Happy in a new marriage, Susan continued honing her art. At an artist’s workshop, she met Rafael Maniago, a portraiture teacher. Under his tutelage she began her long time dream of studying portraiture in the realistic style of the old masters. The styles she had seen and loved in the frescoes and murals in the churches and cathedrals in Italy. And as fate would have it she got an unexpected opportunity to return to Italy.

Image title“My friend Judy moved to Italy seeking solace after her husband’s heartbreaking death following a two year battle with diabetes,” Marcley reveals. “Wanting company she asked me to join her, and my husband graciously encouraged me to go. It was at this time I learned about the Angel Academy of Art and decided to try and find a way to study there someday.”
Two years later Susan applied to the school and was accepted. Living for a time in Florence, Italy, she attended the Academy studying under Michael John Angel, learning the style of fresco muralist Annigoni. Michael John Angel’s philosophy was, “why reinvent the wheel when you can stand on the shoulders of giants.” During this time of study Marcley did just that, spending three months drawing from live models in graphite pencil, continuing her pursuit of the realistic styles of the old masters.

“I was afraid this more formal way of drawing would constrict my technique,” Marcley remarks. “But just the opposite occurred. In learning that process my painting flowed more freely and I realized that building on a firm foundation is crucial to creating your own style. It was at this time that my paintings began leaning more towards impressionism.”

As close friends in pursuit of their artistic endeavors, Susan and Judy had thought for a long time of combining their talents. On those sabbaticals in Italy they decided they should write a book together. The anticipated birth of twins by Judy’s daughter - who had struggled to become pregnant for a number of years - gave them the idea they were looking for. So when the two friends returned to the states, having no clue about how to go about writing, illustrating and publishing a book, they decided to attend the Society of Children’s Books, Writers and Illustrator’s Conference held in New York City.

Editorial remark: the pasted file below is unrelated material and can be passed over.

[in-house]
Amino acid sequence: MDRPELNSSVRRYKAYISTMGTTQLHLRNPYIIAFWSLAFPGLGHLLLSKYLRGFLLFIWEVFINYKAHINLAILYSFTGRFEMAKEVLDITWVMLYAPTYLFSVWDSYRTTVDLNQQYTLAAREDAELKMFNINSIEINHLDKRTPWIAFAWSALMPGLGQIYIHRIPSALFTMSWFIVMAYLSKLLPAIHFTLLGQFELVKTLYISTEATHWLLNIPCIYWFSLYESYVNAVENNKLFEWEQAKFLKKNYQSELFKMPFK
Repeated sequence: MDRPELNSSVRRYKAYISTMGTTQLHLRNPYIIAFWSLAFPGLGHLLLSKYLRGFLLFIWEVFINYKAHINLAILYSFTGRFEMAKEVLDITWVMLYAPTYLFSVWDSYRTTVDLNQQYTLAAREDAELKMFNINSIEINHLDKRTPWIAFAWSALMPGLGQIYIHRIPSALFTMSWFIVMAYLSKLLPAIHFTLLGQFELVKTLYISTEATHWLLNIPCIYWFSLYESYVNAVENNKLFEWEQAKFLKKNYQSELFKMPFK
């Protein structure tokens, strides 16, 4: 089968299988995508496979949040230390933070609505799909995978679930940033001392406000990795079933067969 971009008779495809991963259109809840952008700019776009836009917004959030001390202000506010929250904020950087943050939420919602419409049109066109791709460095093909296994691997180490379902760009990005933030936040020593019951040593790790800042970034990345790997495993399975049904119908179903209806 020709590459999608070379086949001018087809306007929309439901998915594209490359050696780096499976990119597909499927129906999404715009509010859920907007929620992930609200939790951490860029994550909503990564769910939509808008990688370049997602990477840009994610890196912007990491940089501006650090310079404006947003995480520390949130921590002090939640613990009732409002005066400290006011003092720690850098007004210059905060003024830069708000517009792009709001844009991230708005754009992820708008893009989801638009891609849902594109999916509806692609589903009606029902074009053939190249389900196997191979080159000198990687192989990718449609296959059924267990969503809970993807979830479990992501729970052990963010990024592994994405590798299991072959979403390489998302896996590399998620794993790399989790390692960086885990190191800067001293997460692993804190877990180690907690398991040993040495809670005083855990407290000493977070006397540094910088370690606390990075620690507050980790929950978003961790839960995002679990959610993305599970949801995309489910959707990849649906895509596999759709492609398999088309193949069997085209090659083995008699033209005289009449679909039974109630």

“When I signed up for that conference I was told I couldn’t attend without showing some of my work,” Marcley discloses. “I was frantic wondering what I would do, when suddenly I remembered Judy’s poem and found it tucked away in a drawer among her other writings. Upon rereading it I was touched once again by her beautiful words, and images of babies and angels immediately came to mind. Using that poem and photos of my nieces at a wedding for inspiration, I created three black and white sketches and two paintings to take with me to that conference.” 

Sensing her feelings of concern, Susan’s husband, Bob, bought her a beautiful leather case for carrying her work so she would at least, “look good.” But she had no reason to fear, as the gentleman critiquing her entries told her she was a master of her craft, and a woman attending the class told her she was so touched by her work that she was reluctant to comment as she was afraid she would burst into tears.